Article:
I went hiking with my friend Tamara this morning, and the walk was glorious. You get two minutes out of Boulder, and it could be 1910. There’s an old barn next to the hiking trail, and we cross and re-cross South Boulder creek a few times along the way. The mountains look amazing from that distance and the leaves are crunchy after the first frost, although it was in the 60’s by the time we went hiking. Great hiking weather. Tamara moved here from Portland because of her allergies. But she said “I have to be near water, as often as I can.”
She got me thinking about water. One of my favorite networking analogies has to do with water – with fishing, in particular. You know the old saying, “Give me a fish and I’ll eat for today – teach me to fish, and I’ll eat for a lifetime?” I’m paraphrasing – you get the idea. This has everything to do with networking. What you run into, if you meet a lot of people, is a lot of requests for fish. Your gut will often tell you that the person you’ve just met really needs a fishing lesson. But he or she may not be open to that.
Among the eight zillion ways to network badly and to mis-use new acquaintances is the instant request. You know what I mean: you’ve barely met a person and s/he says to you “Would you know of anyone offhand who could use my services?” or “May I send you my resume?” We look charitably on these requests because they come from naivete – from people not quite seeing how networking works. People don’t intuitively get that requests rest on the strength of relationships, and that personal credibility is the absolute cornerstone not only to effective networking but to success in business and in life in general. So they ask. And you wonder: do I give this person the fish s/he wants? Withhold the fish? Do I offer a fishing lesson?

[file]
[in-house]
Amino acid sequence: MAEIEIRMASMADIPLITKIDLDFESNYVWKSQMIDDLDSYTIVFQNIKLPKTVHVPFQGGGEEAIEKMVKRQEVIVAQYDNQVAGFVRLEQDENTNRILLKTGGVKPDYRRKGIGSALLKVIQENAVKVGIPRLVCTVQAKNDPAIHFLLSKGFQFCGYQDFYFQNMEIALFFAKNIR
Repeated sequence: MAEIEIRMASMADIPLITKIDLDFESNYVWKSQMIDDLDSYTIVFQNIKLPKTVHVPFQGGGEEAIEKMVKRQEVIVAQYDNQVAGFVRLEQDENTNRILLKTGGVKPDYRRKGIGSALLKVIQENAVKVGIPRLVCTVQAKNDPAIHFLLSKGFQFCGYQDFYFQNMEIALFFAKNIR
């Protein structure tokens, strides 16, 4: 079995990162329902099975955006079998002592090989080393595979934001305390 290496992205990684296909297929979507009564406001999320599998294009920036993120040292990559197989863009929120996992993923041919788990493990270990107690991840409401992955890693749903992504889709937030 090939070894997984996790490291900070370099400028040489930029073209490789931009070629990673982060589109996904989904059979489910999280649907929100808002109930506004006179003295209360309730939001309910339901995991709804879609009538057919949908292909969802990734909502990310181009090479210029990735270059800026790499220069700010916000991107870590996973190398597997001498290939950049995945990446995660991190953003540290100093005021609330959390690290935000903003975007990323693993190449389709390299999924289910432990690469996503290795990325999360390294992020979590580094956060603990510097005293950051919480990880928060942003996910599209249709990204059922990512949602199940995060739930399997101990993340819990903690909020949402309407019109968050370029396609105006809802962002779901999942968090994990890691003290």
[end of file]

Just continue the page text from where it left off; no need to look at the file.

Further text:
It’s a tough call. Unsolicited advice is seldom welcome. But we don’t want to be unsympathetic or unhelpful to a person in need. Let’s break down the problem.
I don’t recommend handing over the fish that’s been requested. “Sure, I will give you some names of people to call” only propagates the worst kind of networking: call it anti-networking. Now the naive networker will call your friends and ask them for more phone numbers. And he or she won’t understand when folks don’t rush to purchase his or her products or services. The key to networking, the person credibility piece, is missing. Building on relationships – that’s missing. A distressing number of people jump into business opportunities, particularly people-centric ones like MLM businesses, thinking “This will be a snap.” They think “I can talk to people.” But of course there’s talking, and then there’s talking. People don’t buy from people who merely talk to them, or at them. This is a tough lesson to convey directly, much less indirectly. And not attempting to convey it simply pushes the problem off on someone else. So I think you can’t just hand over the fish and wash your hands.